Harrison Betz: Dante’s Psychological Manual

As many of you may know, working on projects is extremely different from planning them. Over the past few months, I have spent actually researching my topic, I have found that it was much more nuanced than initially expected…and I find that fascinating! For me (and I would imagine most people), there is an inherent euphoria in discovery. And so far, the more I look into Dante in Latin America, the more I discover. Having prefaced this discussion with a note on the changes that occur from development to application, it is therefore only right for me to share some of those alterations. For one, my research has led me towards a much more thematic approach to analyzing my sources.

Harrison Betz, Junior, International Affairs

In reading the Latin American poems, short stories, and other writings that reference Dante’s Francesca it is impossible to not look for the notions which form the undercurrents of these works. Unsurprisingly, many authors attempt to deal with the concept of sin and its effect on human psychology. For example, Roberto Bolaño’s poem “La francesca” focuses on the impact of physical and sexual trauma on the emotional state of the poem’s subject, “Francesca”. At the same time, “Ivresse” by Pablo Neruda addresses the drunkenness and loss of rationality often associated with love and its much more physical counterpart, lust.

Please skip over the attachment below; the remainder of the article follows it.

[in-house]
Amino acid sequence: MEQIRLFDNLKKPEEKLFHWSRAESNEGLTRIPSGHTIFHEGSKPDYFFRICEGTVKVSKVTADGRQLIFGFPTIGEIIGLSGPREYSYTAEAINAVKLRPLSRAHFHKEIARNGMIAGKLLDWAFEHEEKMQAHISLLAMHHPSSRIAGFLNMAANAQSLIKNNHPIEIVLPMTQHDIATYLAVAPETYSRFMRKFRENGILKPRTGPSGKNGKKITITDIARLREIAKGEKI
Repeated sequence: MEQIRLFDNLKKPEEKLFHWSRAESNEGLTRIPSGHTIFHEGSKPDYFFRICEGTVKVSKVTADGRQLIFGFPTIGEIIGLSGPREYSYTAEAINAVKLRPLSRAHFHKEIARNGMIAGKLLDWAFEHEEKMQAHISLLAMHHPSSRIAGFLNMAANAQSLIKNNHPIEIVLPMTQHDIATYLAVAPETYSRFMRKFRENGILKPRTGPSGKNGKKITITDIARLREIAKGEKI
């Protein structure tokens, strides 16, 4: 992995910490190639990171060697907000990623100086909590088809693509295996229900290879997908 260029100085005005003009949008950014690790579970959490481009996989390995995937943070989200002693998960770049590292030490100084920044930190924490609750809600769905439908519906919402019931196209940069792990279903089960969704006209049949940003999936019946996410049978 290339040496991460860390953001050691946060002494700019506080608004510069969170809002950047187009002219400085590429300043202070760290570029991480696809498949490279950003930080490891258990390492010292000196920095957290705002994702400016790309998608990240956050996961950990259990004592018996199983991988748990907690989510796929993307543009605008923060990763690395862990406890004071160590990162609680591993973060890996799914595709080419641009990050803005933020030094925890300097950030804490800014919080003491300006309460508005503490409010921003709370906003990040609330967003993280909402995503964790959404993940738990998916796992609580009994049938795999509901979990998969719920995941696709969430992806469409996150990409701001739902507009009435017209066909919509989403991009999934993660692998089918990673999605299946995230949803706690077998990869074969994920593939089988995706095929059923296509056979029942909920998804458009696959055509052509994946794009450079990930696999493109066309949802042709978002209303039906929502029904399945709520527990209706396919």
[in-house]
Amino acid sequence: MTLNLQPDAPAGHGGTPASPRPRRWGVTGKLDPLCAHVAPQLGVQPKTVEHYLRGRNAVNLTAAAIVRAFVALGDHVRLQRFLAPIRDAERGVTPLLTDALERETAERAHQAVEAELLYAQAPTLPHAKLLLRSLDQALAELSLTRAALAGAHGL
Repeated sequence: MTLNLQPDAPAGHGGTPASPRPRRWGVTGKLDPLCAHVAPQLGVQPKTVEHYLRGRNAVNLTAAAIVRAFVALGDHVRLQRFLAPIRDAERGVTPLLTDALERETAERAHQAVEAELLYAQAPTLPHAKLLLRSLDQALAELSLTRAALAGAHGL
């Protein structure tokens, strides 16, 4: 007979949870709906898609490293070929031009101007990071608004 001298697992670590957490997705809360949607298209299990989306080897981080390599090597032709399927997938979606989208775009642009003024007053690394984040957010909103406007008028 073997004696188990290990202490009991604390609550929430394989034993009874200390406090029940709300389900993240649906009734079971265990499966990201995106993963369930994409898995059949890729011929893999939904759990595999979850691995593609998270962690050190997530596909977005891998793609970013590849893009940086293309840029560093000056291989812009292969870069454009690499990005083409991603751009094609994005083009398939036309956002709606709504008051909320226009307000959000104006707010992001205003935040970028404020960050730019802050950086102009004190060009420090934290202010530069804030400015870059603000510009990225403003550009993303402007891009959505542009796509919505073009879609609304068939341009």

Other authors write along similar lines, though one particularly notable element is the tendency towards absolution. That is, many of these writers attempt to absolve Francesca of her sin either by literally rewriting her narrative or exonerating the supposedly sinful behaviors that she exhibits. Francesca’s absolution is something that I plan on spotlighting within my final paper given the prevalence with which it occurs in my references. In all, the references that I have thus far found have pointed to a reworking of both Francesca’s sin and her humanity. To these authors, she becomes much more than a sinner condemned to suffer for all eternity; she is a human being who loves and lusts as we all do.

Me and a lobster I met on Cape Cod.
Very delicious and very laborious.

Interestingly enough, I don’t think it’s entirely insane to suggest that Dante might have thought similarly. A read-thru of the fifth canto reveals many instances of deep empathy on Dante’s part. In many ways then, the Inferno is not a lecture, nor does it intend to preach. Instead, Dante creates – to borrow the phrasing of my mentor, Dr. Coggeshall – a “psychological manual” that attempts to collect and diagnose the problems of the modern world. By reinterpreting this work, authors update that manual to include the complexities of the even more modern world.

Boston, as seen from the Harvard Bridge!

Right now, I am still very early in the process of writing. Whereas I dedicated the month of May to get the vast majority of my research completed, I’ll be spending the rest of the summer in Boston for an internship while I try my best to keep up with my writing. Having been here for about a month, I have done some scouting to find the most aesthetic places in which I might do my writing from cafes to the Museum of Fine Arts. I plan to try to submit my completed article to the South Atlantic Modern Language Association (SAMLA)’s conference this November and as such will need to get an abstract put together before too much longer. Overall, I have a lot more thinking to do, followed immediately by a lot more writing, though I hope that the journey will be worth it in the end and that I will have something wonderful to show for all of the effort. Until next time!

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